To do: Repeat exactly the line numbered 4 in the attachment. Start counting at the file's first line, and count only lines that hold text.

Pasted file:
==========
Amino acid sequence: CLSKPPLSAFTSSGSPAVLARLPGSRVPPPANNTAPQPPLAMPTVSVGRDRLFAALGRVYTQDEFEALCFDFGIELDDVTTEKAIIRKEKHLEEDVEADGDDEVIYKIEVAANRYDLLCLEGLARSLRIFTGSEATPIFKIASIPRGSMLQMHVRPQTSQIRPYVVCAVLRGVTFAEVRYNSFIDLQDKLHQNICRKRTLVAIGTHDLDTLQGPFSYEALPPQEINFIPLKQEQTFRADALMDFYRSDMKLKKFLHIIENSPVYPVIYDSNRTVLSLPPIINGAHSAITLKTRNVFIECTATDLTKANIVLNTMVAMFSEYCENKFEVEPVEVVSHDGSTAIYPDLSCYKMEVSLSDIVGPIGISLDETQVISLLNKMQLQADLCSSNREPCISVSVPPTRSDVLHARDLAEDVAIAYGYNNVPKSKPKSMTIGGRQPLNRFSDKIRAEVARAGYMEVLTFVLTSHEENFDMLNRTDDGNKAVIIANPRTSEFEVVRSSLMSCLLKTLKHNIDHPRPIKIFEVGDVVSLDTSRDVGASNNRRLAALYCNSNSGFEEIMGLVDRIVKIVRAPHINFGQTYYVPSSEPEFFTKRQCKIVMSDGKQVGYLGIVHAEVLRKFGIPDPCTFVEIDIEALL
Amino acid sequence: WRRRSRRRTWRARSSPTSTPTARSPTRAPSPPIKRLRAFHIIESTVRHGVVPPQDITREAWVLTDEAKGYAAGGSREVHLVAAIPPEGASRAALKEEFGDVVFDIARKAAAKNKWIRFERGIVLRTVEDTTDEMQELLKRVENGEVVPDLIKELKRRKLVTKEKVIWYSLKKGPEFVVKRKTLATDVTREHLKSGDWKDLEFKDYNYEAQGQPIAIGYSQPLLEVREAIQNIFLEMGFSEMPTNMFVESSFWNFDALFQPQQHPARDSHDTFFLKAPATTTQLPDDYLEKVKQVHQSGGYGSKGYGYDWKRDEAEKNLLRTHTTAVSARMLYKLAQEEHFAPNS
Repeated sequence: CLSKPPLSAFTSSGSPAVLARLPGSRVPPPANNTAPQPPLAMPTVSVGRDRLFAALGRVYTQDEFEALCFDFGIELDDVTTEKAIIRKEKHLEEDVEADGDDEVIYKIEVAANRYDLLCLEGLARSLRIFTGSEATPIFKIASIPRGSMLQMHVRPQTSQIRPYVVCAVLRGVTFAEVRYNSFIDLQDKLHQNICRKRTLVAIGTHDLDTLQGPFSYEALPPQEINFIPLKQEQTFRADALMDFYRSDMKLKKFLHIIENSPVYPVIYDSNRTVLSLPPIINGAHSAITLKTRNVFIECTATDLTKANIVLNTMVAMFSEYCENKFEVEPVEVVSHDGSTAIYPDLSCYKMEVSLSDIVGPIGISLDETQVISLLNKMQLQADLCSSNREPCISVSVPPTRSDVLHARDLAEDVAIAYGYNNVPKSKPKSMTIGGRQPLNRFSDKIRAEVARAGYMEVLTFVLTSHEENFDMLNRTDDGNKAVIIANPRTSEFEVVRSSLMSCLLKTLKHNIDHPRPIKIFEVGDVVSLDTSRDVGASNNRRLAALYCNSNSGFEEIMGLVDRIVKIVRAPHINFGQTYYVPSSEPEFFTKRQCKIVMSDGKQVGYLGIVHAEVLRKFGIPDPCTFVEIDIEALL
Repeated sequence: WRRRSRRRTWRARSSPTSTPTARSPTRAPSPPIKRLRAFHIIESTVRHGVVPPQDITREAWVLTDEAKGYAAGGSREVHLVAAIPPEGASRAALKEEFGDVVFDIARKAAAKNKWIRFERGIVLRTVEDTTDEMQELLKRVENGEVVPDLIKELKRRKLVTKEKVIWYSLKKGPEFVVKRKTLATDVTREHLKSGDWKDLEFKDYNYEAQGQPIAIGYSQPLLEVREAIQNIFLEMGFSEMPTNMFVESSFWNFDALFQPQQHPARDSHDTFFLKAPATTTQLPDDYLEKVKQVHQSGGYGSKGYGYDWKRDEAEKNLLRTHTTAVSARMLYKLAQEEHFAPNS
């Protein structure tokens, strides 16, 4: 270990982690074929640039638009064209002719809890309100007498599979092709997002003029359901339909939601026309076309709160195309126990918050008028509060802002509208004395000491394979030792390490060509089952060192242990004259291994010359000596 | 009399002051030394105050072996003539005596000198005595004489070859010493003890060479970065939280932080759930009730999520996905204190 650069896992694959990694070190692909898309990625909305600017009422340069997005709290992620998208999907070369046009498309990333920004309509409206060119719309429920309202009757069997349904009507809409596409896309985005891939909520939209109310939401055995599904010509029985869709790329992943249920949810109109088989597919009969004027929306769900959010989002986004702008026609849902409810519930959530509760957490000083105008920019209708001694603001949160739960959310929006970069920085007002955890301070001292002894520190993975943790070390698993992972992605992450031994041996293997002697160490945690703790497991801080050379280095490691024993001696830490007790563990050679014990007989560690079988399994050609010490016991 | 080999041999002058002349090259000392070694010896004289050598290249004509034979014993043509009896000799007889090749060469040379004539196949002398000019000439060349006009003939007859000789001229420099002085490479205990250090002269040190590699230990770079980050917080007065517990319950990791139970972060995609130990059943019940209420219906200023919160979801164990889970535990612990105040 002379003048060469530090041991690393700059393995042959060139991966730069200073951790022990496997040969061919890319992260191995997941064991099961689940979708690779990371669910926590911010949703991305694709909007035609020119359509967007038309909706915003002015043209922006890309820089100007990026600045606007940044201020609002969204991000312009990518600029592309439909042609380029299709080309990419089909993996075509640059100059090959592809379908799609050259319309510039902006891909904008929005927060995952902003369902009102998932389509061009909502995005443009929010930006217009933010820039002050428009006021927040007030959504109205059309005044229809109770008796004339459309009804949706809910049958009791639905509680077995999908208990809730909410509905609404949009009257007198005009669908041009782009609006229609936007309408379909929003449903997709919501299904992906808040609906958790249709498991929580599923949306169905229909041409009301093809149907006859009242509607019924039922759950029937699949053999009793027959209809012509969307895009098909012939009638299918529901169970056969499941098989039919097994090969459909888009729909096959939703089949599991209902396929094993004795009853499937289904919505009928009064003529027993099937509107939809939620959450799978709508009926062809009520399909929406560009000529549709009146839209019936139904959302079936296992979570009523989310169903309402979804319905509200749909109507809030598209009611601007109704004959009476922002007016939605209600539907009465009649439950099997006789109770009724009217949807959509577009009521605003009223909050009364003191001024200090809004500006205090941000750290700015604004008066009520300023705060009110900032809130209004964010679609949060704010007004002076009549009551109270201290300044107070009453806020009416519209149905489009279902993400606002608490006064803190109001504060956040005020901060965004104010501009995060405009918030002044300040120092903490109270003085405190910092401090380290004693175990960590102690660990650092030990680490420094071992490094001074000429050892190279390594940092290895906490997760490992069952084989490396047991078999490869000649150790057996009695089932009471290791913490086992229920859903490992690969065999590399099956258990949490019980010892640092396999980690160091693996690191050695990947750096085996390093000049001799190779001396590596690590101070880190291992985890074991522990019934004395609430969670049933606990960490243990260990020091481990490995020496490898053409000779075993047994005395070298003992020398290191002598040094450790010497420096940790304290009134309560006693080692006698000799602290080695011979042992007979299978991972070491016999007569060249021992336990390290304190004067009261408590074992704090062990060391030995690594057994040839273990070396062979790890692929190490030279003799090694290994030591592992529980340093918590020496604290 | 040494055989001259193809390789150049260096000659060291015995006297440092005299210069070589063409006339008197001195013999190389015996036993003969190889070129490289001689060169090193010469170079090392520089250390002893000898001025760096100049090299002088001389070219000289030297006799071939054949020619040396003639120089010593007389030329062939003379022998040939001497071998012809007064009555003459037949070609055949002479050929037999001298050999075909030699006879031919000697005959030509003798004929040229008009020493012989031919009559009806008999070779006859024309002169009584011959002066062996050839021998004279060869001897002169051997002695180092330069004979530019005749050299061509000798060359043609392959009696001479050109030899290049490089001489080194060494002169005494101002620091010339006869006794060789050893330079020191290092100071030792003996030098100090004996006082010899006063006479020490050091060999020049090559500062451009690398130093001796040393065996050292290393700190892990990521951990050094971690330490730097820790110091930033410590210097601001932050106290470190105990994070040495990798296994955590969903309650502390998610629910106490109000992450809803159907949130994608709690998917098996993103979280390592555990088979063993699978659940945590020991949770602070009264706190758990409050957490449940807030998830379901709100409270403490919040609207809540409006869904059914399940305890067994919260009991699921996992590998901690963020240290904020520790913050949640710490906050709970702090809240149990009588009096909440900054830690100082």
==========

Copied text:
Repeated sequence: WRRRSRRRTWRARSSPTSTPTARSPTRAPSPPIKRLRAFHIIESTVRHGVVPPQDITREAWVLTDEAKGYAAGGSREVHLVAAIPPEGASRAALKEEFGDVVFDIARKAAAKNKWIRFERGIVLRTVEDTTDEMQELLKRVENGEVVPDLIKELKRRKLVTKEKVIWYSLKKGPEFVVKRKTLATDVTREHLKSGDWKDLEFKDYNYEAQGQPIAIGYSQPLLEVREAIQNIFLEMGFSEMPTNMFVESSFWNFDALFQPQQHPARDSHDTFFLKAPATTTQLPDDYLEKVKQVHQSGGYGSKGYGYDWKRDEAEKNLLRTHTTAVSARMLYKLAQEEHFAPNS